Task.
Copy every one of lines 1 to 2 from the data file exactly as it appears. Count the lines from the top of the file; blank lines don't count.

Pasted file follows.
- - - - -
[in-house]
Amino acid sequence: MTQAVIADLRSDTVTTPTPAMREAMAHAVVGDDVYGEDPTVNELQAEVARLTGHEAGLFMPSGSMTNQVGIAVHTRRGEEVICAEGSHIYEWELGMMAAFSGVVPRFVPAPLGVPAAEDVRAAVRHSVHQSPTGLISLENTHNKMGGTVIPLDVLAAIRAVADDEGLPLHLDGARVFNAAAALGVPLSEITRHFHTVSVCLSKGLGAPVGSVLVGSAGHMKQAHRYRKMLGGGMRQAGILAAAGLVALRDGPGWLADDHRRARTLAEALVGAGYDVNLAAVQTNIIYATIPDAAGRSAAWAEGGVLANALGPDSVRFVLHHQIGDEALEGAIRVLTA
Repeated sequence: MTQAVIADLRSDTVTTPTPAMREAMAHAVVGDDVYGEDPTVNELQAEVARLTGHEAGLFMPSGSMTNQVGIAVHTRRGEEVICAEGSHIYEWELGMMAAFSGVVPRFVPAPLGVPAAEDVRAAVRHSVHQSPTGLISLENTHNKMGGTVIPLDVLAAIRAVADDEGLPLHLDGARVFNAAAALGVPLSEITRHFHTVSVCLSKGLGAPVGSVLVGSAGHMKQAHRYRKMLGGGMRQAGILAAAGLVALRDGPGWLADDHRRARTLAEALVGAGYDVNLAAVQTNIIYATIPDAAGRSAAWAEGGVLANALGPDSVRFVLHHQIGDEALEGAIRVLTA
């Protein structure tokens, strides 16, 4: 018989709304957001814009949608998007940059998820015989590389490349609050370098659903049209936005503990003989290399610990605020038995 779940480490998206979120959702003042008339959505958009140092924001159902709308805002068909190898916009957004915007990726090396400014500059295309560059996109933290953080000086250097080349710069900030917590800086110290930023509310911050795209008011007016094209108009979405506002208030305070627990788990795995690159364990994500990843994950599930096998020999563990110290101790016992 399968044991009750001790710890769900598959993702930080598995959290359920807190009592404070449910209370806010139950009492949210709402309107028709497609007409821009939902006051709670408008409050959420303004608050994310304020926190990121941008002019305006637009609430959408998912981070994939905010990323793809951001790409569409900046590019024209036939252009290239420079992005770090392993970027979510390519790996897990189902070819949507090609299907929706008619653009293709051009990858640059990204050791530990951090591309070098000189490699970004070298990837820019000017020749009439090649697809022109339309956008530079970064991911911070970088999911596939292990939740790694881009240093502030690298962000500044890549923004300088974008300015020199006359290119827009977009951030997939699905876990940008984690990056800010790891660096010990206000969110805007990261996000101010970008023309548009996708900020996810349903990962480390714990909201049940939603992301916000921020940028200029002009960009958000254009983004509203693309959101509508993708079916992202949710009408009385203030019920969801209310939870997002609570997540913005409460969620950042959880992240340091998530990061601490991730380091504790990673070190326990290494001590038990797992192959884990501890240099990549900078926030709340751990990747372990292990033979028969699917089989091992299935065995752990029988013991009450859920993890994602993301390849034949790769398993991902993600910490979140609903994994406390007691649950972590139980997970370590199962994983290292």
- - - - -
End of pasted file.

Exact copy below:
[in-house]
Amino acid sequence: MTQAVIADLRSDTVTTPTPAMREAMAHAVVGDDVYGEDPTVNELQAEVARLTGHEAGLFMPSGSMTNQVGIAVHTRRGEEVICAEGSHIYEWELGMMAAFSGVVPRFVPAPLGVPAAEDVRAAVRHSVHQSPTGLISLENTHNKMGGTVIPLDVLAAIRAVADDEGLPLHLDGARVFNAAAALGVPLSEITRHFHTVSVCLSKGLGAPVGSVLVGSAGHMKQAHRYRKMLGGGMRQAGILAAAGLVALRDGPGWLADDHRRARTLAEALVGAGYDVNLAAVQTNIIYATIPDAAGRSAAWAEGGVLANALGPDSVRFVLHHQIGDEALEGAIRVLTA